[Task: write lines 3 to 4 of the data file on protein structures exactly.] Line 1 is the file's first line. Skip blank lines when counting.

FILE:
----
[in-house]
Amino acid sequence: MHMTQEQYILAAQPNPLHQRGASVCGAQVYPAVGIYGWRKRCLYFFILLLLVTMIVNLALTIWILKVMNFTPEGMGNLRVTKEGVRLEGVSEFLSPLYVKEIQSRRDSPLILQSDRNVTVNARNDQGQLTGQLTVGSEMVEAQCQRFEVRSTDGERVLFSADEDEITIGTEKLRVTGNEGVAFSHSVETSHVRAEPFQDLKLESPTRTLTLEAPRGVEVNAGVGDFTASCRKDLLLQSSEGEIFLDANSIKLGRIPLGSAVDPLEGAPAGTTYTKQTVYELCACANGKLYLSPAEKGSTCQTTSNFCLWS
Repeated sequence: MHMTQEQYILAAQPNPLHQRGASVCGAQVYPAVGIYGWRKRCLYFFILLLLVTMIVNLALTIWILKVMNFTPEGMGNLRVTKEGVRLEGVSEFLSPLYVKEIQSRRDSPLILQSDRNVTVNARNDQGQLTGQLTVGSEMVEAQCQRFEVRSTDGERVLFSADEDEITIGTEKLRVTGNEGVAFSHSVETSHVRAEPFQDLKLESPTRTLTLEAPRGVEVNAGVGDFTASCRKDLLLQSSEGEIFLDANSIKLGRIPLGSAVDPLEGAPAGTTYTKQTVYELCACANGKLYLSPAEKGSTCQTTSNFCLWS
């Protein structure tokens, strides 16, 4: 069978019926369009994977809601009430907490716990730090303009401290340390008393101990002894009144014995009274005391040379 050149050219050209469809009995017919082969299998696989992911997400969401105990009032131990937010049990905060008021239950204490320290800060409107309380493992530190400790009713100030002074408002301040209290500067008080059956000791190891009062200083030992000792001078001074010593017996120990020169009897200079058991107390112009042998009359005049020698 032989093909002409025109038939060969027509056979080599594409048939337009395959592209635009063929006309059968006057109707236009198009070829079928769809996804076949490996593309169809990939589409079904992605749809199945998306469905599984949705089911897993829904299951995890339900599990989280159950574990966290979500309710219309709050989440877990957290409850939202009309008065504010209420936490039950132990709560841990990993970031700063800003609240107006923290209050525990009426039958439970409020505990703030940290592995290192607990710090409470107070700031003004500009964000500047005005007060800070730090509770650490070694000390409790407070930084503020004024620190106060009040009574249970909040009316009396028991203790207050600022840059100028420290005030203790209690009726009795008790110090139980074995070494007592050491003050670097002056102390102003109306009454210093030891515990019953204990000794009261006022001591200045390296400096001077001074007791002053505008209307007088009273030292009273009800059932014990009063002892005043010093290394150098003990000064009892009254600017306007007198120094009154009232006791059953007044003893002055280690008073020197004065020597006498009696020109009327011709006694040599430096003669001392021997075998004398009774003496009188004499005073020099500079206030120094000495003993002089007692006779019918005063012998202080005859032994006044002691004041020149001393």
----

Repeated sequence: MHMTQEQYILAAQPNPLHQRGASVCGAQVYPAVGIYGWRKRCLYFFILLLLVTMIVNLALTIWILKVMNFTPEGMGNLRVTKEGVRLEGVSEFLSPLYVKEIQSRRDSPLILQSDRNVTVNARNDQGQLTGQLTVGSEMVEAQCQRFEVRSTDGERVLFSADEDEITIGTEKLRVTGNEGVAFSHSVETSHVRAEPFQDLKLESPTRTLTLEAPRGVEVNAGVGDFTASCRKDLLLQSSEGEIFLDANSIKLGRIPLGSAVDPLEGAPAGTTYTKQTVYELCACANGKLYLSPAEKGSTCQTTSNFCLWS
């Protein structure tokens, strides 16, 4: 069978019926369009994977809601009430907490716990730090303009401290340390008393101990002894009144014995009274005391040379 050149050219050209469809009995017919082969299998696989992911997400969401105990009032131990937010049990905060008021239950204490320290800060409107309380493992530190400790009713100030002074408002301040209290500067008080059956000791190891009062200083030992000792001078001074010593017996120990020169009897200079058991107390112009042998009359005049020698 032989093909002409025109038939060969027509056979080599594409048939337009395959592209635009063929006309059968006057109707236009198009070829079928769809996804076949490996593309169809990939589409079904992605749809199945998306469905599984949705089911897993829904299951995890339900599990989280159950574990966290979500309710219309709050989440877990957290409850939202009309008065504010209420936490039950132990709560841990990993970031700063800003609240107006923290209050525990009426039958439970409020505990703030940290592995290192607990710090409470107070700031003004500009964000500047005005007060800070730090509770650490070694000390409790407070930084503020004024620190106060009040009574249970909040009316009396028991203790207050600022840059100028420290005030203790209690009726009795008790110090139980074995070494007592050491003050670097002056102390102003109306009454210093030891515990019953204990000794009261006022001591200045390296400096001077001074007791002053505008209307007088009273030292009273009800059932014990009063002892005043010093290394150098003990000064009892009254600017306007007198120094009154009232006791059953007044003893002055280690008073020197004065020597006498009696020109009327011709006694040599430096003669001392021997075998004398009774003496009188004499005073020099500079206030120094000495003993002089007692006779019918005063012998202080005859032994006044002691004041020149001393």